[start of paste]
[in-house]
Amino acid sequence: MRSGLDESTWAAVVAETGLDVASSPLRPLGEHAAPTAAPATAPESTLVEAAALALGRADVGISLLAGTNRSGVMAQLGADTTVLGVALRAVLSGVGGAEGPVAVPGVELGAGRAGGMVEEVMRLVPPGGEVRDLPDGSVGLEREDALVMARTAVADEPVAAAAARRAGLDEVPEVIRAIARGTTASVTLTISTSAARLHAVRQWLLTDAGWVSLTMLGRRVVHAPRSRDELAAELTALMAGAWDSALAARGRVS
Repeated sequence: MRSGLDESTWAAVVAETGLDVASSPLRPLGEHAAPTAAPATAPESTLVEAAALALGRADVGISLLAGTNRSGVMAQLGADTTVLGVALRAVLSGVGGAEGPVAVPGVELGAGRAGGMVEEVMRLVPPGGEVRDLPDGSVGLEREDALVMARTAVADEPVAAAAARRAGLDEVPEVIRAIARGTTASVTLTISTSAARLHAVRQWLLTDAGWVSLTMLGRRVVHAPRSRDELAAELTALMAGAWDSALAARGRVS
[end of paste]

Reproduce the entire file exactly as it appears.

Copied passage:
[in-house]
Amino acid sequence: MRSGLDESTWAAVVAETGLDVASSPLRPLGEHAAPTAAPATAPESTLVEAAALALGRADVGISLLAGTNRSGVMAQLGADTTVLGVALRAVLSGVGGAEGPVAVPGVELGAGRAGGMVEEVMRLVPPGGEVRDLPDGSVGLEREDALVMARTAVADEPVAAAAARRAGLDEVPEVIRAIARGTTASVTLTISTSAARLHAVRQWLLTDAGWVSLTMLGRRVVHAPRSRDELAAELTALMAGAWDSALAARGRVS
Repeated sequence: MRSGLDESTWAAVVAETGLDVASSPLRPLGEHAAPTAAPATAPESTLVEAAALALGRADVGISLLAGTNRSGVMAQLGADTTVLGVALRAVLSGVGGAEGPVAVPGVELGAGRAGGMVEEVMRLVPPGGEVRDLPDGSVGLEREDALVMARTAVADEPVAAAAARRAGLDEVPEVIRAIARGTTASVTLTISTSAARLHAVRQWLLTDAGWVSLTMLGRRVVHAPRSRDELAAELTALMAGAWDSALAARGRVS